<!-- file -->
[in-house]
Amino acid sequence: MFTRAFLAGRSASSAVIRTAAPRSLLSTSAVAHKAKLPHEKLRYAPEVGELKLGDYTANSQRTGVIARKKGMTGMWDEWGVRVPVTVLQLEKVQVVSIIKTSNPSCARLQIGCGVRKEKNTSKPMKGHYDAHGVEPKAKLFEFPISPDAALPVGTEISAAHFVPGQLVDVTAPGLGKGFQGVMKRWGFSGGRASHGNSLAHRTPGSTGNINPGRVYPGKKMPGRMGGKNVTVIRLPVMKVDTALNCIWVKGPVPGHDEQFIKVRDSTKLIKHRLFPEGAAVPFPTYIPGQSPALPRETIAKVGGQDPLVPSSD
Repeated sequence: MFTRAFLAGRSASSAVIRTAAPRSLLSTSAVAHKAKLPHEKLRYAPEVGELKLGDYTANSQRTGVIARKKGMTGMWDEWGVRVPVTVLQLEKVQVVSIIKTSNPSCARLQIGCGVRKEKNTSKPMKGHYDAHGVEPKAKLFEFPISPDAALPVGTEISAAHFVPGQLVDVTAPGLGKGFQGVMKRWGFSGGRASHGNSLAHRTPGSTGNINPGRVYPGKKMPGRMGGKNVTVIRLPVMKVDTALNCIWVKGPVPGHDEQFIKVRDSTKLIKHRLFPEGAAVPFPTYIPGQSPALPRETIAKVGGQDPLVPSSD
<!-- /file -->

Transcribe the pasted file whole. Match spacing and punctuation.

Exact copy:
[in-house]
Amino acid sequence: MFTRAFLAGRSASSAVIRTAAPRSLLSTSAVAHKAKLPHEKLRYAPEVGELKLGDYTANSQRTGVIARKKGMTGMWDEWGVRVPVTVLQLEKVQVVSIIKTSNPSCARLQIGCGVRKEKNTSKPMKGHYDAHGVEPKAKLFEFPISPDAALPVGTEISAAHFVPGQLVDVTAPGLGKGFQGVMKRWGFSGGRASHGNSLAHRTPGSTGNINPGRVYPGKKMPGRMGGKNVTVIRLPVMKVDTALNCIWVKGPVPGHDEQFIKVRDSTKLIKHRLFPEGAAVPFPTYIPGQSPALPRETIAKVGGQDPLVPSSD
Repeated sequence: MFTRAFLAGRSASSAVIRTAAPRSLLSTSAVAHKAKLPHEKLRYAPEVGELKLGDYTANSQRTGVIARKKGMTGMWDEWGVRVPVTVLQLEKVQVVSIIKTSNPSCARLQIGCGVRKEKNTSKPMKGHYDAHGVEPKAKLFEFPISPDAALPVGTEISAAHFVPGQLVDVTAPGLGKGFQGVMKRWGFSGGRASHGNSLAHRTPGSTGNINPGRVYPGKKMPGRMGGKNVTVIRLPVMKVDTALNCIWVKGPVPGHDEQFIKVRDSTKLIKHRLFPEGAAVPFPTYIPGQSPALPRETIAKVGGQDPLVPSSD